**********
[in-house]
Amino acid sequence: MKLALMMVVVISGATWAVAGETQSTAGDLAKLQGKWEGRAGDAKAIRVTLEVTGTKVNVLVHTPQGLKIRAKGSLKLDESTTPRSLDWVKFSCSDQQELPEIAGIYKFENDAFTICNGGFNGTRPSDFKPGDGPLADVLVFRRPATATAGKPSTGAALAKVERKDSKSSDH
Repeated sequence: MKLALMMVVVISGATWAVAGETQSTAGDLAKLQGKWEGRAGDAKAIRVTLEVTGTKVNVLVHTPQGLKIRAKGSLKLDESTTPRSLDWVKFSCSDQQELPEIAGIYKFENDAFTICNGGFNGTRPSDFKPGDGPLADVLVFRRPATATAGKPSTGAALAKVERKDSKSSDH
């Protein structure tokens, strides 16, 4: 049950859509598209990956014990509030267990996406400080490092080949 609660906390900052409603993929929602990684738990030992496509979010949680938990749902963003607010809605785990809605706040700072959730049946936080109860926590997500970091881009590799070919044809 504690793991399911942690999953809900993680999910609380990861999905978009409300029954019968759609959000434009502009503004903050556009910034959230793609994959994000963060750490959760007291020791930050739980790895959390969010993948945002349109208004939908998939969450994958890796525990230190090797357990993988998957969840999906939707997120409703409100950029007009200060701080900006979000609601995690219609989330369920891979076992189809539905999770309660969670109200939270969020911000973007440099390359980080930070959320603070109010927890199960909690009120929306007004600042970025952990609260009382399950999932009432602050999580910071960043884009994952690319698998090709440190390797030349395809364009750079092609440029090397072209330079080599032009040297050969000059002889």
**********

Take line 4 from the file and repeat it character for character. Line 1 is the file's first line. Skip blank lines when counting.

């Protein structure tokens, strides 16, 4: 049950859509598209990956014990509030267990996406400080490092080949 609660906390900052409603993929929602990684738990030992496509979010949680938990749902963003607010809605785990809605706040700072959730049946936080109860926590997500970091881009590799070919044809 504690793991399911942690999953809900993680999910609380990861999905978009409300029954019968759609959000434009502009503004903050556009910034959230793609994959994000963060750490959760007291020791930050739980790895959390969010993948945002349109208004939908998939969450994958890796525990230190090797357990993988998957969840999906939707997120409703409100950029007009200060701080900006979000609601995690219609989330369920891979076992189809539905999770309660969670109200939270969020911000973007440099390359980080930070959320603070109010927890199960909690009120929306007004600042970025952990609260009382399950999932009432602050999580910071960043884009994952690319698998090709440190390797030349395809364009750079092609440029090397072209330079080599032009040297050969000059002889």